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Year : 2019  |  Volume : 32  |  Issue : 2  |  Page : 389-396

Predictors of effective fluid therapy in the intensive care unit

1 Department of Anesthesia and ICU, Faculty of Medicine, Menoufia University, Menoufia, Egypt
2 Department of Intensive Care, Ministry of Health, Al Haram Hospital, Giza, Egypt

Date of Submission21-Oct-2017
Date of Acceptance31-Dec-2017
Date of Web Publication25-Jun-2019

Correspondence Address:
Dr. Heba M Naguib
104 Al-Haram Street, Giza, Cairo 32717
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Source of Support: None, Conflict of Interest: None

DOI: 10.4103/mmj.mmj_721_17

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Static and dynamic indices predicting fluid responsiveness (FR) in critically ill patients, physiological basis, advantages, disadvantages, and cut-off values for each method.
Materials and methods
Medical textbooks, Medscape, PubMed, and the ScienceDirect. The databases were searched from the start date of the database and a search was performed on May 2016 with no language restriction. The initial search found 25 articles of which 15 met the inclusion criteria that address preload responsiveness, FR, and cardiac output monitoring devices. Extraction was carried out depending on the validity, quality, and originality of the selected reviews and studies; and the focus was on studies that presented the latest updated findings on FR in the ICU. Each review and study was reviewed independently without intercomparisons. The layout was selected to present a big data including the most updated findings on the subject.
Dynamic indices predicting FR in the ICU provide the best prognosis and outcome. Early detection of fluid nonresponsive patients in the ICU will help avoid fluid overload, which is an independent predictor of mortality.
Dynamic FR monitoring methods are preferable to static methods. Each dynamic method has its benefits and limitations. Inferior vena cava (IVC) sonography such as IVC collapsibility, IVC distensibillity, and delta IVC might provide a valuable tool and alternate approach for guidance of fluid therapy in spontaneously breathing and mechanically ventilated patients, respectively.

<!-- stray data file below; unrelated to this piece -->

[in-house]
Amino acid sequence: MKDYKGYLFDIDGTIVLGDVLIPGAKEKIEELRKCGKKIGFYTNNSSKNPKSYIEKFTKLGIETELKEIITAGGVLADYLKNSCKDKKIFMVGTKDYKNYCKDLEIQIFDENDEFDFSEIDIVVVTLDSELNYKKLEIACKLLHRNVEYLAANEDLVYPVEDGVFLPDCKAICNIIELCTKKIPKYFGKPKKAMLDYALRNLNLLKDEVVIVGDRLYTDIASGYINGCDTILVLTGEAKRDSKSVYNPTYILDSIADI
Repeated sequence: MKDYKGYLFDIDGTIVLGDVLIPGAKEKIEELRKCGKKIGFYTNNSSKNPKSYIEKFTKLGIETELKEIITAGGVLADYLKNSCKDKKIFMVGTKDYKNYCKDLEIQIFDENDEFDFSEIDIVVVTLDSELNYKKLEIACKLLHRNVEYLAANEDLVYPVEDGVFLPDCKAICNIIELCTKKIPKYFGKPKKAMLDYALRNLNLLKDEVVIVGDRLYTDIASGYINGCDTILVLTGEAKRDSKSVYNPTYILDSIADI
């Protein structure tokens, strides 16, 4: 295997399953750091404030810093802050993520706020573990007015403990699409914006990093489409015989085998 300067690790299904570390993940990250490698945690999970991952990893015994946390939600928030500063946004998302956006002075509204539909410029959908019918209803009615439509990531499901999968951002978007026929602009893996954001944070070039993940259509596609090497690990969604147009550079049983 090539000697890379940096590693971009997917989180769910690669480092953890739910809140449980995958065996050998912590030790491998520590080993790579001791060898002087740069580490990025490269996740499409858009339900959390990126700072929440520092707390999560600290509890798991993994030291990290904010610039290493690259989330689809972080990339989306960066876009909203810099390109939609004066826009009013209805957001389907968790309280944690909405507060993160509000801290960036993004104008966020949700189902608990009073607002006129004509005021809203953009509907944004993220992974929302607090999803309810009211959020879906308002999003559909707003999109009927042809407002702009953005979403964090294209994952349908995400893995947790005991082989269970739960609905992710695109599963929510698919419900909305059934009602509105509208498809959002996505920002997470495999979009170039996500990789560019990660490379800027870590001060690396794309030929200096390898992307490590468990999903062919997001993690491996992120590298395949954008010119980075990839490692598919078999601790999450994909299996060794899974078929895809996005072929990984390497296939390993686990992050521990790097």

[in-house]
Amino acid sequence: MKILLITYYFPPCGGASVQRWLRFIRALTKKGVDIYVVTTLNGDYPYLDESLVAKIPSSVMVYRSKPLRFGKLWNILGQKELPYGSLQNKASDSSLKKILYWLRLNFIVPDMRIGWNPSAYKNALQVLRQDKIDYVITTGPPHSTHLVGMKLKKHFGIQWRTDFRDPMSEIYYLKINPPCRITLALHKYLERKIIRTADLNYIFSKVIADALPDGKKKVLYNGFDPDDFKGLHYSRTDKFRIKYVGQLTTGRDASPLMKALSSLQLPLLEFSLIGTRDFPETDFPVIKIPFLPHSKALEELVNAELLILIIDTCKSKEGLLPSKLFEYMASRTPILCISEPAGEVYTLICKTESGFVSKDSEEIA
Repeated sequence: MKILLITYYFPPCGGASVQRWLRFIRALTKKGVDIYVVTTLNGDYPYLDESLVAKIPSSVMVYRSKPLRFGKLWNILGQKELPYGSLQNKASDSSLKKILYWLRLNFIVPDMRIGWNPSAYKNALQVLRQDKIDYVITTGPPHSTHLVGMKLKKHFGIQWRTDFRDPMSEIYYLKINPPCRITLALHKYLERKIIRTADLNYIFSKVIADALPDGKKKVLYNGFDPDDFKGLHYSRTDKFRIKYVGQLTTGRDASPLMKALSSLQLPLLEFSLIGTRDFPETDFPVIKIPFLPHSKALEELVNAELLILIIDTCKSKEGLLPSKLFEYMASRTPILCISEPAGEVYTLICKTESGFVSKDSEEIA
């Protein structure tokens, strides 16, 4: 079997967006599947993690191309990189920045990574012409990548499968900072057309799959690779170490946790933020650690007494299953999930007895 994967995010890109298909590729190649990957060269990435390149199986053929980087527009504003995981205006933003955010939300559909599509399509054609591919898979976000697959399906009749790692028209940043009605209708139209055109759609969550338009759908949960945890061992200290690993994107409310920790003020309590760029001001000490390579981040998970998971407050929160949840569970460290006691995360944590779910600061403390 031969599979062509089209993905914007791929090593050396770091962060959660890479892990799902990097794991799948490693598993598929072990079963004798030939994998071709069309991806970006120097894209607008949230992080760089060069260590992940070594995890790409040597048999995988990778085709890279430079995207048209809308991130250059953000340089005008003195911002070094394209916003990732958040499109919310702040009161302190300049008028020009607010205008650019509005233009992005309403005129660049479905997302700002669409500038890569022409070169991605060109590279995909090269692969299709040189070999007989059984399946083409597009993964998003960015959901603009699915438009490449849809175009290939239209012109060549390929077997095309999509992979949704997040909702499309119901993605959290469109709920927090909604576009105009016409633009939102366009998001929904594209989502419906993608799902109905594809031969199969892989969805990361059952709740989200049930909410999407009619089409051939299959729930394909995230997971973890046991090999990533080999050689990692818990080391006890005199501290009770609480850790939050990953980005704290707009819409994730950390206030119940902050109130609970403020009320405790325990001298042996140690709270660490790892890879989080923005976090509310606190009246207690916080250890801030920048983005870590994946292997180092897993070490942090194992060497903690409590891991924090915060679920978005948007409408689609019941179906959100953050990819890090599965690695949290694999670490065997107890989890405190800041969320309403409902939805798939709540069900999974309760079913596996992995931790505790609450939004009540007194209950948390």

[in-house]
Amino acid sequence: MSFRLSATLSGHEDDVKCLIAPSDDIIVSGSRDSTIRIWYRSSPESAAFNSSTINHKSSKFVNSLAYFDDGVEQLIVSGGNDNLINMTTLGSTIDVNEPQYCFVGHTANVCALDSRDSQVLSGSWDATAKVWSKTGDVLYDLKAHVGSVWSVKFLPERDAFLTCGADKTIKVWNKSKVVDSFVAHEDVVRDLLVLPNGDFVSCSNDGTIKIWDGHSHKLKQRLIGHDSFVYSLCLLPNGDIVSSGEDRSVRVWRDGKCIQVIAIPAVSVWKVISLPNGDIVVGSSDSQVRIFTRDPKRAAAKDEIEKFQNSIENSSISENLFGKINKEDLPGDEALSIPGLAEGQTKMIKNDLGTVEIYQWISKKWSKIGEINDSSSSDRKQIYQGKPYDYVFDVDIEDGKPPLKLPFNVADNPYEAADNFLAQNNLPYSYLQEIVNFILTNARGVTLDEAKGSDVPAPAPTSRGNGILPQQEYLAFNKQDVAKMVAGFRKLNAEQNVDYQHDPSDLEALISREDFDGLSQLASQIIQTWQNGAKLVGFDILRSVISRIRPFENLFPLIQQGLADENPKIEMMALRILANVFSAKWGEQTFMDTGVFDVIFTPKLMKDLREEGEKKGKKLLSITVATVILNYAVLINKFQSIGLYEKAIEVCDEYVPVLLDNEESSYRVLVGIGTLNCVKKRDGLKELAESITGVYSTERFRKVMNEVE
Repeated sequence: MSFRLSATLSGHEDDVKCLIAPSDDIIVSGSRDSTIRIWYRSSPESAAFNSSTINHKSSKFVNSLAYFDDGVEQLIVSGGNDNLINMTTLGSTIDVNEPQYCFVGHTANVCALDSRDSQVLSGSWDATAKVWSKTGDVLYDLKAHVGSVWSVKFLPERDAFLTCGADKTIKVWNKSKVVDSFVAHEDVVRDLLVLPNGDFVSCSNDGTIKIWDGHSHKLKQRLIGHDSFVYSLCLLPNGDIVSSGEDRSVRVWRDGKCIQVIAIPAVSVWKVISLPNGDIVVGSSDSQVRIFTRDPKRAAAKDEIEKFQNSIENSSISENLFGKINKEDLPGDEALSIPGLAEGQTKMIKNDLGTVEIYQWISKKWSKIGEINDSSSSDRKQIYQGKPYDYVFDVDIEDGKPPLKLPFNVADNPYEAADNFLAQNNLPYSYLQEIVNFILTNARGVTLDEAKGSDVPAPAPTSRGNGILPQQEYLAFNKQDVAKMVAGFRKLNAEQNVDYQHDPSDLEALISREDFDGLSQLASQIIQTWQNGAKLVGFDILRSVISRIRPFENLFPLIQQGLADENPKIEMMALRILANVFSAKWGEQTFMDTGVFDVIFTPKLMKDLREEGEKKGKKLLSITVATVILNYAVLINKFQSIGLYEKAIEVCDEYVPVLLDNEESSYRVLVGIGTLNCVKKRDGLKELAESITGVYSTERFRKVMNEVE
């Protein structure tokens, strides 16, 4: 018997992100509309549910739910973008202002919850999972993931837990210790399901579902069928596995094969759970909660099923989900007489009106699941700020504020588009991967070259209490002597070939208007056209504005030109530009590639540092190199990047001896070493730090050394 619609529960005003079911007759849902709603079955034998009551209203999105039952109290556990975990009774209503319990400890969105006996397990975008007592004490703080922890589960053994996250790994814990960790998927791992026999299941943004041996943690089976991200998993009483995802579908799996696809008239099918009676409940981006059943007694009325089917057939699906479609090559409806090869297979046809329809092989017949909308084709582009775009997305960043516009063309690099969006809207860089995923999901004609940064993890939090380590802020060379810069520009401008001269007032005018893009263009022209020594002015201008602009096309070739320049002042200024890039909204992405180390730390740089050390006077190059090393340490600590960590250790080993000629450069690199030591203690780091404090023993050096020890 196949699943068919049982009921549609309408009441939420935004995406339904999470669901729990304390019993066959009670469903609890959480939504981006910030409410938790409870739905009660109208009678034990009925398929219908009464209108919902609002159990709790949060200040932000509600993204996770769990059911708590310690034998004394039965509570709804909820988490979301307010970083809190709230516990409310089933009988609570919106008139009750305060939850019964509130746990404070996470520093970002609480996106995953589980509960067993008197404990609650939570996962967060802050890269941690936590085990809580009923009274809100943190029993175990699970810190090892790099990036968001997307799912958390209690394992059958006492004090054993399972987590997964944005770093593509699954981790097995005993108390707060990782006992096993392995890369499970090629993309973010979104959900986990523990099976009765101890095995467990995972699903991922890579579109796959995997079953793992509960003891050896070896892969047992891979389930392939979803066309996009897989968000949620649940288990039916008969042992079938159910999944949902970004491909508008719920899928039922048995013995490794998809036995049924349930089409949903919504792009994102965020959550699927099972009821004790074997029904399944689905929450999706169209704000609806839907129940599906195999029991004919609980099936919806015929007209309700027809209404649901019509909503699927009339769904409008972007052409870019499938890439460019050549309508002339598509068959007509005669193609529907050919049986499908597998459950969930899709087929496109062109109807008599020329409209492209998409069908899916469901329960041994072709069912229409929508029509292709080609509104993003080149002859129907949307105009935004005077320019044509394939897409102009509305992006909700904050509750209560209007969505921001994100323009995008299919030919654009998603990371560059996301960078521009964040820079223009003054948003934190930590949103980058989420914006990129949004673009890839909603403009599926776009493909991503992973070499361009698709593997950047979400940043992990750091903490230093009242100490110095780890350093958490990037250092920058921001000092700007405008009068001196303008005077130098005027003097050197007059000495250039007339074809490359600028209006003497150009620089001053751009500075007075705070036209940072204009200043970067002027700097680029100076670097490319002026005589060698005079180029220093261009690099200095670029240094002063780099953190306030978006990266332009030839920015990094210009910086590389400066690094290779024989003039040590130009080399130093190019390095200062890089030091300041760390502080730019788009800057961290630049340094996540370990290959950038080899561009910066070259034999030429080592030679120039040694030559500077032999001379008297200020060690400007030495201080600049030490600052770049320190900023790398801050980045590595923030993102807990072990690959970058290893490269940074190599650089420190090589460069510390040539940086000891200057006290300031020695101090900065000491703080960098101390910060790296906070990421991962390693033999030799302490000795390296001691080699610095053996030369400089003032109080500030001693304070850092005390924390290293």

Keywords: acute circulatory failure, fluid challenge, fluid responsiveness, fluid therapy, heart–lung interaction

How to cite this article:
Ghoniem EA, Sultan WE, Naguib HM. Predictors of effective fluid therapy in the intensive care unit. Menoufia Med J 2019;32:389-96

How to cite this URL:
Ghoniem EA, Sultan WE, Naguib HM. Predictors of effective fluid therapy in the intensive care unit. Menoufia Med J [serial online] 2019 [cited 2020 May 27];32:389-96. Available from: http://www.mmj.eg.net/text.asp?2019/32/2/389/260915

  Introduction Top

Early aggressive resuscitation of critically ill patients may limit and/or reverse tissue hypoxia and progression to organ failure and improve outcome. By contrast, excessive fluid resuscitation has been associated with increased complications, increased lengths of ICU and hospital stay, and increased mortality[1].

Fluid responsiveness (FR) is an increase in cardiac output (COP) or stroke volume (SV) greater than 10–15% from the baseline after a fluid challenge. If COP does not increase in response to the fluid challenge, then inotrope and/or vasopressor are required to increase the blood flow[2].

Only 40–72% of critically ill patients are preload responsive (functioning on ascending portion of the Frank–Starling curve). This approach will help avoid fluid overload, which is an independent predictor of mortality in patients with septic shock or acute respiratory distress syndrome (ARDS)[3],[4].

The traditionally measured variables of resuscitation have included blood pressure, pulse rate, central venous pressure (CVP), and arterial oxygen saturation (SaO2). These variables change minimally in early shock and are poor indicators of the adequacy of resuscitation in goal-directed fluid therapy (GDFT) algorithms[5].

Static markers of cardiac preload such a CVP and pulmonary artery occlusion pressure (PAOP) are inaccurate and poor predictors of FR[6],[7].

Dynamic markers of cardiac preload such as: the respiratory variation of arterial pulse pressure (PPV), stroke volume (SVV), photoplethysmography variability index (PVI) derived from pulse oximetry, aortic blood velocity (ΔV peak), and inferior vena cava caliber (IVC caliber) have been shown to be the best and most consistent parameters in patients on controlled mechanical ventilation. However, such indices suffer from several limitations. Alternative methods such as minifluid challenge, passive leg raising (PLR), and end-expiratory occlusion test have been developed for patients with spontaneous breathing with or without mechanical support[8].

The aim of this work was to provide the recent advances in the detection of FR to identify patients who can be eligible for fluid therapy and those who cannot benefit from volume expansion and in whom fluid loading can even be deleterious.

  Materials and Methods Top

We follow the PRISMA statement during the preparation of this review, and the steps previously described by Azkol et al.[9].

Search strategy